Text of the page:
The powerful new Yahoo! Mail beta will open up for general use starting today. Richard MacManus has a great post and podcast interview about the product that will roll out to all users in 18 countries over the next two weeks. There’s a lot of cool new features, but GMail still stands apart in some important ways. Update: You can now try out the beta at new.mail.yahoo.com.
Mike Arrington posted an early review of the beta when RSS was first rolled into the email client in November. He called the new Yahoo! Mail “an incredibly awesome product.”
In addition to adding RSS subscription functionality inside your email inbox, which as MacManus points out will probably make Yahoo! Mail the most widely used RSS reader on the planet, there are many more new features to watch for.
The big picture is that Yahoo! is aiming to use ajax to make it’s mail client function like a desktop client. Email messages can be dragged from one folder to another, multiple emails can be open at one time in tabs inside Yahoo! Mail and there’s calendar integration tied to Yahoo! Maps. Blog posting, possibly to a Yahoo! domain that will run more of the company’s ads, and IM both appear to be available through the webmail client as well. These sound like powerful new features.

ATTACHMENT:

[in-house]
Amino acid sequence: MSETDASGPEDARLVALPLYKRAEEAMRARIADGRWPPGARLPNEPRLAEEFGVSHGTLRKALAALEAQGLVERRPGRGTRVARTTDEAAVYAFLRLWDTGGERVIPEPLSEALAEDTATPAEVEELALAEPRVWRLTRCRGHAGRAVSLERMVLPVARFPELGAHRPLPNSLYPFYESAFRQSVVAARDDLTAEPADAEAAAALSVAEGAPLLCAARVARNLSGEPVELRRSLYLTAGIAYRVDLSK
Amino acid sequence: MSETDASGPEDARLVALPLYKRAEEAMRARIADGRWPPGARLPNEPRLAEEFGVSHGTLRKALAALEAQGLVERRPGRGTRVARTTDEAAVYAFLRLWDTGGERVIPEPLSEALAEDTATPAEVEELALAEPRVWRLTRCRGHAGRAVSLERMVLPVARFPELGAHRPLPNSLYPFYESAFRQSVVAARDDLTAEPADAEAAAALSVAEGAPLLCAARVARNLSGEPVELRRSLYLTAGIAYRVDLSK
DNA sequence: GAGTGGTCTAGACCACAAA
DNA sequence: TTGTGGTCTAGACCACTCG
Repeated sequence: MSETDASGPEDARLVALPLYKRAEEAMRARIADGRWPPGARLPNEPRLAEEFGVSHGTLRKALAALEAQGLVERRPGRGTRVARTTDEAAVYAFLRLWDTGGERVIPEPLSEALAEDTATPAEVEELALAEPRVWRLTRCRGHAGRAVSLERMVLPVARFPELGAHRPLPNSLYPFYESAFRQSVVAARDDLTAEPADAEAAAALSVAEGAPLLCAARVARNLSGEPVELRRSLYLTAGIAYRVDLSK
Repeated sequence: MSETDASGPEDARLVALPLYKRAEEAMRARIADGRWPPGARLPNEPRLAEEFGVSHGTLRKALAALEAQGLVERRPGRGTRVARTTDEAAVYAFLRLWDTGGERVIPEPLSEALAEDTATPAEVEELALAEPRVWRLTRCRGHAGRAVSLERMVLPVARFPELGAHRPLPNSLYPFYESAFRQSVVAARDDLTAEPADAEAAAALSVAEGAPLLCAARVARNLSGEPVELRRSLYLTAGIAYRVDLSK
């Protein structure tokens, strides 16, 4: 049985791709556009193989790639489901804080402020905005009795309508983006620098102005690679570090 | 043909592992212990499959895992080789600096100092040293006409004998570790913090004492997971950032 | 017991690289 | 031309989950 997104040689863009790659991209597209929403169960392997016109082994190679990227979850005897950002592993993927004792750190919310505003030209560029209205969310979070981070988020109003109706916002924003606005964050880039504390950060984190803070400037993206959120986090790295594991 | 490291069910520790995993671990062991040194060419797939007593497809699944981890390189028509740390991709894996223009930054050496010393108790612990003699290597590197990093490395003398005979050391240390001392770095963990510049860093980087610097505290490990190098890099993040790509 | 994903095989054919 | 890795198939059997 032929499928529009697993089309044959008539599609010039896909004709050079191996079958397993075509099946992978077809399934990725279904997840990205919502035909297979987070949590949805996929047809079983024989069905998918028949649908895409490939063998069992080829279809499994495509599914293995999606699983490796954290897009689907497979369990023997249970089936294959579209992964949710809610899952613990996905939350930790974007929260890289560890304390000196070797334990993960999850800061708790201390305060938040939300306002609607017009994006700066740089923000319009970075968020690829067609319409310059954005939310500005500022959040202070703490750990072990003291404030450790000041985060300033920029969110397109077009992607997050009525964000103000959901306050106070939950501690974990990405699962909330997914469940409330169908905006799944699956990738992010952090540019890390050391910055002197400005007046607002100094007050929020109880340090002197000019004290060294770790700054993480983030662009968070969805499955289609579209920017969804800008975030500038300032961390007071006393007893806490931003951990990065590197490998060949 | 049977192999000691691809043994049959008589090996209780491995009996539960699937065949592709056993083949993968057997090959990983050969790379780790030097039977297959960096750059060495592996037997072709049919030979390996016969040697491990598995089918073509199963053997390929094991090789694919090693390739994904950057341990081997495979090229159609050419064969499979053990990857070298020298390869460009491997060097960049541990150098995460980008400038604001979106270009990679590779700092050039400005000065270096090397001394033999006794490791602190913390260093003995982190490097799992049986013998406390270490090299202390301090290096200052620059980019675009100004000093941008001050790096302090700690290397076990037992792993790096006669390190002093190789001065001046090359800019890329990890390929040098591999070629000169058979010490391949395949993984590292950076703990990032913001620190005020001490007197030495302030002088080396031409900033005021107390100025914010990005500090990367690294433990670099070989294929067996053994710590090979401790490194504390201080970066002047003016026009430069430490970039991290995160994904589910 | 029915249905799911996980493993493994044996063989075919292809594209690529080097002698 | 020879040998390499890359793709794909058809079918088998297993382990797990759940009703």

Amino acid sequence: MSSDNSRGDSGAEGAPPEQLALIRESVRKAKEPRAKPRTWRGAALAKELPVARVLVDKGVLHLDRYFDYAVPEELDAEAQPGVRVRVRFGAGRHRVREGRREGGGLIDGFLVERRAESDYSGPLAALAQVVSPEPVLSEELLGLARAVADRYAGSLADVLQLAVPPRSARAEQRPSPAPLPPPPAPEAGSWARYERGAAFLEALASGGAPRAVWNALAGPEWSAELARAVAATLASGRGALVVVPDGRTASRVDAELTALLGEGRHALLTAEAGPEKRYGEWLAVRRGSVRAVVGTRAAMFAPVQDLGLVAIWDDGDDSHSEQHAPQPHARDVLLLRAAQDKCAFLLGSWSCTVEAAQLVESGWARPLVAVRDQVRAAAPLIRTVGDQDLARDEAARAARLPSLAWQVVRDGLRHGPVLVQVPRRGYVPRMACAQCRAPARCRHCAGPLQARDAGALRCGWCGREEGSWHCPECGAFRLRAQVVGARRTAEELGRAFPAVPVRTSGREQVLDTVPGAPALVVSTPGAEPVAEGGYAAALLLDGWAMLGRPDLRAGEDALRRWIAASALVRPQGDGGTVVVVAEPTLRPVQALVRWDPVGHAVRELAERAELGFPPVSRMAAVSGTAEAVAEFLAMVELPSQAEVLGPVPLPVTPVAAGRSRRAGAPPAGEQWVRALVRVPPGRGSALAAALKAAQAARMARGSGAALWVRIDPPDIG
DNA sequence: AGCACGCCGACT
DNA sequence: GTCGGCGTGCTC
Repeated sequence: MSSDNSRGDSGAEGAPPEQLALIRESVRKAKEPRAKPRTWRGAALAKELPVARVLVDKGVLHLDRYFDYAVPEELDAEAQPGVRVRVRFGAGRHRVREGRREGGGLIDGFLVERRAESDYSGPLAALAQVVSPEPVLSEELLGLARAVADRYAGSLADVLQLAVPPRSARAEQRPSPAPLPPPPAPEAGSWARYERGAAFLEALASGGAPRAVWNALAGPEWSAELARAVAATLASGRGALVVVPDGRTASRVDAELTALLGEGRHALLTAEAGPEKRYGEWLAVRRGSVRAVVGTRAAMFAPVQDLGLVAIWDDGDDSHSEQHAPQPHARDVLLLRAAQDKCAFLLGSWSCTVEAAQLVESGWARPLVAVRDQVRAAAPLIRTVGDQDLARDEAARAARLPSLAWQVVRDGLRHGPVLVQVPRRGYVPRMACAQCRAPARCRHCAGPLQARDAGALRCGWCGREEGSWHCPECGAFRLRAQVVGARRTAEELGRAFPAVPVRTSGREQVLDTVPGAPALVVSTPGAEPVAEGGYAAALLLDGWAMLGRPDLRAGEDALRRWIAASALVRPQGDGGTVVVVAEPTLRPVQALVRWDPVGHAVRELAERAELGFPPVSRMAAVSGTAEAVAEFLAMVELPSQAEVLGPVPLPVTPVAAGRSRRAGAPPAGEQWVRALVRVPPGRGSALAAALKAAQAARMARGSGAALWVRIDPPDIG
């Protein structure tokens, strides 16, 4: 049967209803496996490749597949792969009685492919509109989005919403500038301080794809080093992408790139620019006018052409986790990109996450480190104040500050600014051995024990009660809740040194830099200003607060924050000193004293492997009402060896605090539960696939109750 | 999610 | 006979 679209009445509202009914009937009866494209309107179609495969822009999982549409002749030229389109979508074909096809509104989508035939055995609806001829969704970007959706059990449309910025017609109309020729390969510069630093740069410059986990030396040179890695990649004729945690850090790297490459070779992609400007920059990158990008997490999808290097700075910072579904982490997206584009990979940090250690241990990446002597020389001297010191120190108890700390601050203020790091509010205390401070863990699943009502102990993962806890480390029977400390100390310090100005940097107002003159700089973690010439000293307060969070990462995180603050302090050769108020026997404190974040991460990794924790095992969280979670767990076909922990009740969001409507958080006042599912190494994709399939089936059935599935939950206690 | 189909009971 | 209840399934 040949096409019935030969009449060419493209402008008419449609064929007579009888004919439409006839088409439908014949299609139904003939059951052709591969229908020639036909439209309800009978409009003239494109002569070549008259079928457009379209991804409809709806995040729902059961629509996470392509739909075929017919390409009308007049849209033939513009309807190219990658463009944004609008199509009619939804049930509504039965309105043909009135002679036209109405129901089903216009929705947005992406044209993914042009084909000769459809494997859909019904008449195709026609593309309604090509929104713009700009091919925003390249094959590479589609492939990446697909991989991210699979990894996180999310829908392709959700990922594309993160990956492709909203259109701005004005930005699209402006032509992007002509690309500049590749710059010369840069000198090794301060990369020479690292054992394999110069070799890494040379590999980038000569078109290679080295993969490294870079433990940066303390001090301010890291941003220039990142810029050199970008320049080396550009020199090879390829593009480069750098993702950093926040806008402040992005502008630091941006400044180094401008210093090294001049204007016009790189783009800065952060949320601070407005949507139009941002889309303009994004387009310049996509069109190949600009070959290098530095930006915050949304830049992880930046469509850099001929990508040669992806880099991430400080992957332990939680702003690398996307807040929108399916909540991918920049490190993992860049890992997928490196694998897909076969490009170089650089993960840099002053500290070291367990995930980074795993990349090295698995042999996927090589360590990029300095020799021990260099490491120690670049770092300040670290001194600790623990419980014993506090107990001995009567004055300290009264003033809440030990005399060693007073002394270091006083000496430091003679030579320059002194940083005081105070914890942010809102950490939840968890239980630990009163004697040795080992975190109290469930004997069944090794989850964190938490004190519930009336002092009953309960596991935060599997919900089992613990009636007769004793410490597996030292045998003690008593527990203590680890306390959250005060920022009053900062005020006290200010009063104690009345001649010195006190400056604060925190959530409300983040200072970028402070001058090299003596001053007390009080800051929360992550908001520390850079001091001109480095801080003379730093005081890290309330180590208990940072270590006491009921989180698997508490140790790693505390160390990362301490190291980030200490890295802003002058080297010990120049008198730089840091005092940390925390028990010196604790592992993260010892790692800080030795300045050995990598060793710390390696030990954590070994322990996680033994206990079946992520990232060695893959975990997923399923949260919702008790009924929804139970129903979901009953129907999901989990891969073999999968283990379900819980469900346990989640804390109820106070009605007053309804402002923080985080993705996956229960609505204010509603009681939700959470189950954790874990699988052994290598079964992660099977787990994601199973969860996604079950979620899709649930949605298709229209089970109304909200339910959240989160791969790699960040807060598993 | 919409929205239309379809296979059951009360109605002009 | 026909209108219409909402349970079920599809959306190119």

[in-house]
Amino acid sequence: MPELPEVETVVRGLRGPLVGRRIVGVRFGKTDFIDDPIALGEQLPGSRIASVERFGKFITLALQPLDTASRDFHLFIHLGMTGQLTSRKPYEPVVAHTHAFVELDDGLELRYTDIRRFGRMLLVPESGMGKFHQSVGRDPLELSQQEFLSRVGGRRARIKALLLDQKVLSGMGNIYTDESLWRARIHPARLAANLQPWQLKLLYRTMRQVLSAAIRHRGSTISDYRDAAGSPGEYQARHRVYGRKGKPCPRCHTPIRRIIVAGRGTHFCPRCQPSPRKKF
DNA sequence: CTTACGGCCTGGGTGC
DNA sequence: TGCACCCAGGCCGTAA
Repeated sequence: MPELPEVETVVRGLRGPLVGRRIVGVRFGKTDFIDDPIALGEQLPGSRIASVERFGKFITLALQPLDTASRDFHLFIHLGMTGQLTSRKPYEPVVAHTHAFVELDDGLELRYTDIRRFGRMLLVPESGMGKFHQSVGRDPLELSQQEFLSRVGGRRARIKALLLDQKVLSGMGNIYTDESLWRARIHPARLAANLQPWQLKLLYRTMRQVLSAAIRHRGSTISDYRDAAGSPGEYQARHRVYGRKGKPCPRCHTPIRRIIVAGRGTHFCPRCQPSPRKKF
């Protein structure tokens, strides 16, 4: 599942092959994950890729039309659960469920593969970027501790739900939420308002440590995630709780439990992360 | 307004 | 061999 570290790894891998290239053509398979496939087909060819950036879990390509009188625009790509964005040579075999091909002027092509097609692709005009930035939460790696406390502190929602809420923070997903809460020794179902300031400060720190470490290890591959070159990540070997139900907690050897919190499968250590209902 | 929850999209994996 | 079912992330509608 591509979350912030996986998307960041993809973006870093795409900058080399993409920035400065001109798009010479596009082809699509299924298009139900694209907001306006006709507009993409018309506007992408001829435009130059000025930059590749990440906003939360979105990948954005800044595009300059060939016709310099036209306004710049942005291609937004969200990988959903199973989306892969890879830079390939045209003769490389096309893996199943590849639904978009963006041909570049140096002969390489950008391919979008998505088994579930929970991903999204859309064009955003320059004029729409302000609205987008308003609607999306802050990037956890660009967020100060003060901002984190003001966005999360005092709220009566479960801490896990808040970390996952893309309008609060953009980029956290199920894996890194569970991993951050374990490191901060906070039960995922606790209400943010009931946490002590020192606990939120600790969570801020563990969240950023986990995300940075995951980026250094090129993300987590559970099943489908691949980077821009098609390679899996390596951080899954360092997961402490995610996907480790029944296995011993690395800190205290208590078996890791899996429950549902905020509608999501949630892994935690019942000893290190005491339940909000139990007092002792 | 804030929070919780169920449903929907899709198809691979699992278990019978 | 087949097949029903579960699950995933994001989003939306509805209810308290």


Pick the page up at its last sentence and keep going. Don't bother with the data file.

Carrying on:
What’s Gmail got to offer that could top that? A number of things, actually. Yahoo! Mail doesn’t offer the tabbed conversations Gmail does, doesn’t appear to allow emails to be tagged and will still have to prove itself in spam protection and mail search. I don’t know whether Yahoo! Mail allows attachments like PDF and Excel files to be viewed as HTML, but that’s a very nice GMail feature as well. There’s no word yet whether Yahoo! will increase the storage of free accounts from 1GB to something closer to GMail’s 2.5+GB or increase the 10mb limit on attachments.
In other words, I think there’s still plenty of reasons to stay with GMail for now, but those for whom Yahoo! Mail is well suited are likely to be quite happy with it. Several of the new features, like RSS, drag and drop organization and calendar/maps could become a new standard in future offerings from other companies. It’s a good product that will change how hundreds of millions of people experience webmail and RSS.